New and converging technologies in administration and mapping have enabled property rights to become disconnected from the facts of occupation and possession of land. By the time native title was recognised in the Mabo decision (1992) the primary representation of land tenure was in digital cadastres1 created and controlled by Federal and State bureaucracies. Native title was immediately cast as a spatial question. The location of native title rights was determined within the confines of a map of existing legal interests in the land. In this paper, I consider how the spatial orientation of property has affected the nature and expression of native title rights in Australia.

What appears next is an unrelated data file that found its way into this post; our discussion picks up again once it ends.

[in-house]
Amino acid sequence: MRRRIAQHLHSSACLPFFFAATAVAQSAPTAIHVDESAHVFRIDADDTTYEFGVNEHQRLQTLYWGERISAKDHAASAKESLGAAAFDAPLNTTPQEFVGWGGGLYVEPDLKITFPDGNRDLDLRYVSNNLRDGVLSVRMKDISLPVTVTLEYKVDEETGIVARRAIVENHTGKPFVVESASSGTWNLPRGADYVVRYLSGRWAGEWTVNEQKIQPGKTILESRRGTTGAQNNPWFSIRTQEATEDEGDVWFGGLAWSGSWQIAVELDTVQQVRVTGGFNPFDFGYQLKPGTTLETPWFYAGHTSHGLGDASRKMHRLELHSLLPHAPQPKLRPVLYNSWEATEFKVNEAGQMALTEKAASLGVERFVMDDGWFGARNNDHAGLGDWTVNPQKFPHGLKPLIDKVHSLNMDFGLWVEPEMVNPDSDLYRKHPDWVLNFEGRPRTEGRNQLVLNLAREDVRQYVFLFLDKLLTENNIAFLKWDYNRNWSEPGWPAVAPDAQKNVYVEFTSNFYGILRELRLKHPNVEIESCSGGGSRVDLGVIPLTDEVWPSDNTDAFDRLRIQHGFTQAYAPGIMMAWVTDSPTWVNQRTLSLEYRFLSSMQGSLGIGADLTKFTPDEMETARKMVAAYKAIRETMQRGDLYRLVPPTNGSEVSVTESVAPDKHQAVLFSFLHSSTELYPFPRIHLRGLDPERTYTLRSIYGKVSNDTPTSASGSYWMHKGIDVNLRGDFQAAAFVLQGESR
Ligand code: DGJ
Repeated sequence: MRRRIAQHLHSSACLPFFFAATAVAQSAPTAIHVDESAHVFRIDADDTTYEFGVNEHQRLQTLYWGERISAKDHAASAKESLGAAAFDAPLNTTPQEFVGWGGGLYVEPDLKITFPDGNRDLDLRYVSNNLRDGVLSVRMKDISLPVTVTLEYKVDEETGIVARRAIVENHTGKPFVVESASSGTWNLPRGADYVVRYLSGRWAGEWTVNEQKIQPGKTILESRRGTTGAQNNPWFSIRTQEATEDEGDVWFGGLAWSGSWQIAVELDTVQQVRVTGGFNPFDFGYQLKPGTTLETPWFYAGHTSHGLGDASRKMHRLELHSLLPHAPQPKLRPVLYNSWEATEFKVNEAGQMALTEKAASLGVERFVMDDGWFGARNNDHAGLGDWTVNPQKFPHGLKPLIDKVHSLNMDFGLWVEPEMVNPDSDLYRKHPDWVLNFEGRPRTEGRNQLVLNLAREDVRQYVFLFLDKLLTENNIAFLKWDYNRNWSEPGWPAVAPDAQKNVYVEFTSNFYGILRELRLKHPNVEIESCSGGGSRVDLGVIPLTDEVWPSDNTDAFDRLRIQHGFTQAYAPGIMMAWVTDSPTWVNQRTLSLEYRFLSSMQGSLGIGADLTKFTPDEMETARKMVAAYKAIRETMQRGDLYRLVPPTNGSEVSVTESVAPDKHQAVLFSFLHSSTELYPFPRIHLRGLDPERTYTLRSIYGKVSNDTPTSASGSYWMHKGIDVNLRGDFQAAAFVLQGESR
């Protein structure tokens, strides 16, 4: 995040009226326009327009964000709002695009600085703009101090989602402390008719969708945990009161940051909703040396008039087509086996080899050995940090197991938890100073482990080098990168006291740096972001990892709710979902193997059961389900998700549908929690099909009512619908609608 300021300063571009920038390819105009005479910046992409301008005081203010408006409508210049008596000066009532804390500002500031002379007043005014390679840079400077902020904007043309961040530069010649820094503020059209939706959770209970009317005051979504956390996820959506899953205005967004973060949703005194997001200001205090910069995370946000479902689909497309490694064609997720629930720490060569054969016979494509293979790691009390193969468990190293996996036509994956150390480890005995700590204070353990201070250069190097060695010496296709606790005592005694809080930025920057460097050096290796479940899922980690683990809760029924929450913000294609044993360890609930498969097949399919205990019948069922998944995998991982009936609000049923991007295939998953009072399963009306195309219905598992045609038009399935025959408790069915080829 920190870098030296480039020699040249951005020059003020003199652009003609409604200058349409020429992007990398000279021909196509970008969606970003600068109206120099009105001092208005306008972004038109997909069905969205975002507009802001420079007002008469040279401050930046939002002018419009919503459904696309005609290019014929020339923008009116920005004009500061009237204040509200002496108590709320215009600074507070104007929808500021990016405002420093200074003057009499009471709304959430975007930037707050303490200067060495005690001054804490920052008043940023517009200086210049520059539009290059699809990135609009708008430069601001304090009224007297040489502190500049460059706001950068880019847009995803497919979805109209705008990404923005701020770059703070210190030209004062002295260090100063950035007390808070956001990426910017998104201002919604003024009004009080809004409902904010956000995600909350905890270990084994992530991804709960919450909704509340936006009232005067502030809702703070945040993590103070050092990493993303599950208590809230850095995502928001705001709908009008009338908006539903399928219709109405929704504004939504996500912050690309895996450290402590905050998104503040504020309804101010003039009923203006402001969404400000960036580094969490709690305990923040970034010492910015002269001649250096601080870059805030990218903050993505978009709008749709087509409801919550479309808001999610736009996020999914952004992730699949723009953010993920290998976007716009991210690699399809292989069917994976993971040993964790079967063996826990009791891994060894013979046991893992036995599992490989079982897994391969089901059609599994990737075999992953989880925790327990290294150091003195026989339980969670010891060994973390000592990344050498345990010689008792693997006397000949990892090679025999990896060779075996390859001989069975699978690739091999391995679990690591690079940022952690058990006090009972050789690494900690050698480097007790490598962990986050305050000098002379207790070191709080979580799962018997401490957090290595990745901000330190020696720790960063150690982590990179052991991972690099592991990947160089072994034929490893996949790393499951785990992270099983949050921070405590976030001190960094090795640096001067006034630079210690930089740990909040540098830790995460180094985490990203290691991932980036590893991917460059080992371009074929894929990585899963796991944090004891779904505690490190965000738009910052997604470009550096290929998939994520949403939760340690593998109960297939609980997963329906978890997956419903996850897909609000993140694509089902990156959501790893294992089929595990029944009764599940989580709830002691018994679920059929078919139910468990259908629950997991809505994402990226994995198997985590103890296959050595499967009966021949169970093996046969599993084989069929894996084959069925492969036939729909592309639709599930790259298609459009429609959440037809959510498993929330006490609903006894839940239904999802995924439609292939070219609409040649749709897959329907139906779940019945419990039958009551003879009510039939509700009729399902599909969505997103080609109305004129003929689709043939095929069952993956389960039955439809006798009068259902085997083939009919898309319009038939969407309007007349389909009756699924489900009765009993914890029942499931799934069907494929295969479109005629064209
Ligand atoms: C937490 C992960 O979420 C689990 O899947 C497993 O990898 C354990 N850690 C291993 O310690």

Reilly, A. (2004), "10. CARTOGRAPHY, PROPERTY AND THE AESTHETICS OF PLACE: ", Kenyon, A. and Rush, P. (Ed.) Aesthetics of Law and Culture: Texts, Images, Screens (Studies in Law, Politics, and Society, Vol. 34), Emerald Group Publishing Limited, Bingley, pp. 221-239. https://doi.org/10.1016/S1059-4337(04)34010-XDownload as .RIS
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